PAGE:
Hot and cold foods cited in Ayurvedic diet have nothing to do with the temperature but its impact on our body. Ayurveda, the 5000-year-old texted traditional medicine in India considers food as the most effective medicine that should be consumed in accordance with the individual’s body type.
The philosophy of Ayurvedic medicine rests on three ‘doshas’ or energy known as Vata, Kapha and Pitta that dominate the state of human body and mind. Every individual possesses a unique mix of three doshas with one or two dominant doshas. The diet should be planned to maintain an optimal equilibrium of all the three doshas or energy states.
Hot and cold foods in Ayurveda:
Ayurveda identifies certain properties of food based on its nutrient content like Rasa (taste), Virya (power or potency) and Vipaka (digestive action). It is the potency of food that determines the coldness and hotness of foods in the Ayurvedic diet.
Foods having a heating effect on our body after consumption are termed as ‘hot’ foods as they liberate heat in the body, while those having a cooling effect on our body are termed as cold foods as they lower the temperature of the body.
Ayurveda medicine strictly follows the advice of nature. It is the nature that supplies us with cold foods during summer to keep our body cool and hot foods in winter to keep our body hot. The heating and cooling effect of foods play a great role in maintaining good health.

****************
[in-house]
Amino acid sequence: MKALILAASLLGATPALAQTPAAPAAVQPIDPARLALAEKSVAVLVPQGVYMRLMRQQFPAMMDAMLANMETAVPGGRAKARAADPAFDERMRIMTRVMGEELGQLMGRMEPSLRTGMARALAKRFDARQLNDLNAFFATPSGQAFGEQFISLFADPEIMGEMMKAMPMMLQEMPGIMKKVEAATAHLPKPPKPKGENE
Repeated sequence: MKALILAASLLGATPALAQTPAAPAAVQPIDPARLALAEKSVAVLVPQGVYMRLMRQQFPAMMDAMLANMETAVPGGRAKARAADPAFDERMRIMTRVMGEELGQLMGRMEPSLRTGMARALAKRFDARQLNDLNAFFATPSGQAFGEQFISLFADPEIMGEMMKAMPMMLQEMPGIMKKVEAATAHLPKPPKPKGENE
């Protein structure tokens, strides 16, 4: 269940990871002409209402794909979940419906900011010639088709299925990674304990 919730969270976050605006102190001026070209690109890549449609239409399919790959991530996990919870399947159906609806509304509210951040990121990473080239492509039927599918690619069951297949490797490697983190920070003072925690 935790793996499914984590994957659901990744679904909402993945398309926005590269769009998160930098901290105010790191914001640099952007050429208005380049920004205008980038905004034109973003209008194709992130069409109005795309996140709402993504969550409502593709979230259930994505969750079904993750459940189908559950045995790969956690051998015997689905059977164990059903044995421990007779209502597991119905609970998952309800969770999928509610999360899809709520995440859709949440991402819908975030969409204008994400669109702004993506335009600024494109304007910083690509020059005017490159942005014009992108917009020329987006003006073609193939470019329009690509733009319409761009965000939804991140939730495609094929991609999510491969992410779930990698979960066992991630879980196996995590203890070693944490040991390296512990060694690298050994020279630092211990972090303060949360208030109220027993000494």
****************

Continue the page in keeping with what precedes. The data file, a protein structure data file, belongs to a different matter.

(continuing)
Let us check some of the common hot and cold foods and study their effects.
- Tomatoes, onions, peppers, mustard, ginger, garlic and ghee are commonly termed as hot foods.
- Fruits like apple, oranges and mangoes also come under the category of hot foods.
- Spices like asafetida and ajwain are hot foods that help in relieving cold and flu in winter.
- Melons, coconut, pumpkin, cauliflower, asparagus and many sweet fruits are cold. They help in providing strength and nourishment.
- Banana, strawberries, kiwi, watermelons and apricots are cold foods enjoyable in summer.
- Common dairy products are included among cold foods.
- Hot green tea has a cooling effect on our body and belongs to the cold food category.
Impact of hot foods:
- Enhances digestion and circulation and increases appetite.
- Helps in body cleansing or detoxification
- Gives you a light feeling.
- Excessive consumption often causes inflammation, gastritis, ulcer and rashes.
Impact of cold foods:
- Refreshes our body.
- Helps in body cleansing.
- Restricts our digestive system.
- Gives a feeling of heaviness
Knowing the body type in Ayurvedic diet:
Before understanding the hot and cold foods, it is important to know the body type guided by Ayurvedic medicine. You need to understand which ‘Dosha’ (Pitta, Vata or Kapha) dominates your body. When doshas or energies are balanced, people remain healthy. Any unbalance in the energies gets manifested in the form of disease and ailments.
The combination of Doshas in every individual gets reflected in their physique, emotional behavior and mental attitude cumulatively known as ‘Prakruti’ or nature. Therefore, knowing self-attributes and constitution would help us better in making the right balance of hot and cold foods.
For example, the ‘pitta’ dosha is composed of fire and water. Individuals with dominant ‘pitta’ has the hot attribute. Therefore, if they consume excessive hot foods like chilli, garlic and peppers, it would lead to excessive heating of the body leading to rash, inflammation etc.